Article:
Final Market Stabilization Rule

The following Update provides an overview of the Centers for Medicare & Medicaid Services (CMS) Market Stabilization regulations.

The Department of Health and Human Services released final regulations on April 13, 2017 to stabilize the federal and state market exchanges for 2018 and calendar years going forward. The regulations intended purpose is to help lower premiums and stabilize individual and small group markets and increase choice for American who are obtaining coverage in the Marketplace created by the Affordable Care Act (ACA.

WHAT IS THE REGULATION?

The final rule made several policy changes to improve to promote stability in the market and is effective June 19, 2017, including:

  • Shortened Individual Annual Open Enrollment Period for 2018 – more closely aligns with Medicare Open Enrollment and the private marketplace. Open Enrollment for 2018 calendar year coverage will start on November 1, 2017 and run through December 15, 2017. This changes from the prior year which allowed an Open Enrollment Period in 2017 from November 1st through January 31st.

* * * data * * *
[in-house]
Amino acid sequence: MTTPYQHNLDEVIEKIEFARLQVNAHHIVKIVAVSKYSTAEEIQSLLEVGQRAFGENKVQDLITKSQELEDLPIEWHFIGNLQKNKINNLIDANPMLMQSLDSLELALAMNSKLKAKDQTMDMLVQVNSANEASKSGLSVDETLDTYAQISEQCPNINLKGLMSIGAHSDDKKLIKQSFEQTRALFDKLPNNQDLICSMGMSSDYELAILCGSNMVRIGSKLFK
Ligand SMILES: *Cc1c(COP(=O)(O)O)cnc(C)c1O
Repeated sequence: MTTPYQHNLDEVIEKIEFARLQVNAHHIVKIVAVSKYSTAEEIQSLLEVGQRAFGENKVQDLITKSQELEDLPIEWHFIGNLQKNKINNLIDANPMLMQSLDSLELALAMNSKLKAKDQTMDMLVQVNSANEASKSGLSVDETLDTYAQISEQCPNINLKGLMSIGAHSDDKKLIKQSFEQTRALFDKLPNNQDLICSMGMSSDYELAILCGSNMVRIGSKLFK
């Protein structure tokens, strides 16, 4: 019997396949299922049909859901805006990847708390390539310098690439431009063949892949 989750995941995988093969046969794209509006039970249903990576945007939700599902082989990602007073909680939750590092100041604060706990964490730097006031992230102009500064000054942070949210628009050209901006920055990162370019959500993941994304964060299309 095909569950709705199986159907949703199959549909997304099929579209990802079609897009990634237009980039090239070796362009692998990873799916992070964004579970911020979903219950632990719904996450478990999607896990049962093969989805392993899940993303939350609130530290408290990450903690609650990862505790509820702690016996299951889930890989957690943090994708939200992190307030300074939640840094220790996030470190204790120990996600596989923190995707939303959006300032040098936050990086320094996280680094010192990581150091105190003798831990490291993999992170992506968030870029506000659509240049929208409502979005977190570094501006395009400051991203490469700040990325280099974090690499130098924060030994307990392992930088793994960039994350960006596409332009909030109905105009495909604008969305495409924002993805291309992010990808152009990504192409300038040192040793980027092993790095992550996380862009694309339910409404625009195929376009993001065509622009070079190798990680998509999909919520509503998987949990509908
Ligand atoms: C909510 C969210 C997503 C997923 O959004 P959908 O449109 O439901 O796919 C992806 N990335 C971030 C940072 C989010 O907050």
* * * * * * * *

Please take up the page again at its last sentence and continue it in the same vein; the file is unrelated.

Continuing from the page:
• Reduction of Fraud, Waste, and Abuse – requiring individuals to submit supporting documentation for Special Enrollment Period and ensure that only those who are eligible with Qualifying Events to be able to enroll. In addition, it encourages individuals to stay enrolled in coverage all year, reducing gaps in coverage and resulting in fewer individual mandate penalties to help lower premiums.